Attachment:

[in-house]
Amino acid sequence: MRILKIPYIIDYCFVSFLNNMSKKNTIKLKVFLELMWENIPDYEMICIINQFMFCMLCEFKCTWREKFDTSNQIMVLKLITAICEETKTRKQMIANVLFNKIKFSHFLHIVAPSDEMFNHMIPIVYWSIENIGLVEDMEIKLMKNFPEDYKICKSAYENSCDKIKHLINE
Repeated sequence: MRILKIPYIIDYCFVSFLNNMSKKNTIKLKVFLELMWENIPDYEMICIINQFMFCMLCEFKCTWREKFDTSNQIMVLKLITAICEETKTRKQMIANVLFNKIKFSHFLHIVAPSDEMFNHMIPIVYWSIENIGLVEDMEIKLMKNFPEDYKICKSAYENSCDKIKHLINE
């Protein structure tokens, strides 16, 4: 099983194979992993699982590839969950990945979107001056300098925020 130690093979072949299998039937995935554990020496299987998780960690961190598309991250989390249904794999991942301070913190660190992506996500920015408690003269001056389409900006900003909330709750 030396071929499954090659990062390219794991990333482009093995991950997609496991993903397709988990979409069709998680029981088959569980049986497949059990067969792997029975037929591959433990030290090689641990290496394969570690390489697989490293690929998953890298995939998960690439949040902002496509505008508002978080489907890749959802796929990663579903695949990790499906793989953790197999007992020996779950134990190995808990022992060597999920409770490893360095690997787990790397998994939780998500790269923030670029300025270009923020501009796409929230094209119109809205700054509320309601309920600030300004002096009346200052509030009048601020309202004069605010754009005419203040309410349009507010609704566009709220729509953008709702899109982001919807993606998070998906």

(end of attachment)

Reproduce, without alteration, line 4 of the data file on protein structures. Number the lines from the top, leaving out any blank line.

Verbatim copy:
């Protein structure tokens, strides 16, 4: 099983194979992993699982590839969950990945979107001056300098925020 130690093979072949299998039937995935554990020496299987998780960690961190598309991250989390249904794999991942301070913190660190992506996500920015408690003269001056389409900006900003909330709750 030396071929499954090659990062390219794991990333482009093995991950997609496991993903397709988990979409069709998680029981088959569980049986497949059990067969792997029975037929591959433990030290090689641990290496394969570690390489697989490293690929998953890298995939998960690439949040902002496509505008508002978080489907890749959802796929990663579903695949990790499906793989953790197999007992020996779950134990190995808990022992060597999920409770490893360095690997787990790397998994939780998500790269923030670029300025270009923020501009796409929230094209119109809205700054509320309601309920600030300004002096009346200052509030009048601020309202004069605010754009005419203040309410349009507010609704566009709220729509953008709702899109982001919807993606998070998906």